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India: The Transformative Impact of Government Regulation

Posted on January 3, 2018

Michael Jantzi
Michael Jantzi
Founder of Sustainalytics

In November, I traveled to Mumbai to participate in a Pacific Pension & Investment Institute roundtable.

On my 25-kilometer ride in from the airport, I caught a glimpse of the abject poverty, the crumbling infrastructure and the social hardship facing a staggering number of Indians. The sights were not necessarily unlike what I’ve seen in other cities, but with a population of more than 21 million, there was simply more of everything – good and bad – to see.

On my return to the airport four days later, while passing the same scenes, I had a more hopeful perspective – an enthusiasm for what might be possible in India and a renewed appreciation for the positive impact that government regulation can have on an economy and its people.

With real GDP growth averaging 7.4% over the last ten years, India’s economy was already on a positive trajectory but the government’s push toward digitization could make it one of the fastest growing economies in the world.

In 2009, the introduction of Aadhaar lit the digital match, creating the foundation for the “India Stack” (sometimes referred to as the largest open API in the world). Today, Aadhaar is the world’s largest and most sophisticated biometric ID system with approximately 1.2 billion enrolled, representing 99% of India’s population over the age of 18. Prime Minister Modi’s Jan Dhan financial inclusion program followed in August 2014, accelerating the set-up of bank accounts – there’s now about 290 million of them with more than US$10 billion deposited. While not devoid of controversy, these government-initiated programs, combined with the later introduction of eKYC (electronic Know Your Customer), e-Sign and Digital Locker initiatives, are fueling the rapid formalization of the Indian economy.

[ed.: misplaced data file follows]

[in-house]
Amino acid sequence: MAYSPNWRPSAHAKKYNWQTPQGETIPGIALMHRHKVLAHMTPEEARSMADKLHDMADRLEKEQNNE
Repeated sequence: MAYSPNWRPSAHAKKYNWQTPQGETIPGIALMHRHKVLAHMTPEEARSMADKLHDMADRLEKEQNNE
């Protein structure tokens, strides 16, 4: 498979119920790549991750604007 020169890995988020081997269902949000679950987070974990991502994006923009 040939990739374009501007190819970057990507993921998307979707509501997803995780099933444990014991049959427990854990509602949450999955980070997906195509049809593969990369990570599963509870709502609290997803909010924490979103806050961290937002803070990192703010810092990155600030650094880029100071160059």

One fascinating part of this change is that India is now experiencing a flow of money into investment products.

India’s traditional savings culture is swiftly shifting to an investing ethos. Mutual funds have become the favored investment vehicles, evidenced by the fact that mutual fund industry AUM in India has more than doubled since 2014, with equity mutual funds registering record inflows on strong participation from retail investors. Overall, equity funds AUM more than tripled in 2017 and total mutual fund AUM is up more than 30% post-demonitization. Much of the credit for the move to investing goes to markets regulator SEBI and firms like Morningstar for creating awareness/education about such investment products, on top of recent amendments to the Prevention of Money Laundering Act (PMLA), requiring financial Institutions dealing with mutual funds to link customers’ Aadhaar numbers to their investment accounts.

Admittedly, my personal enthusiasm for what’s happening in India revolves around what is yet to come – a growing interest and participation in responsible investing. For more than 25 years, I have studied regional and global trends in responsible investing. Across Europe and Canada, in the United States, and most recently in Japan, the same socio-economic, regulatory, educational and retail investing trends we’re seeing emerge in India eventually led to a heightened awareness of sustainability issues and subsequently, increased interest in investing responsibly. I am hopeful (and confident) the same will happen in India in the years ahead.

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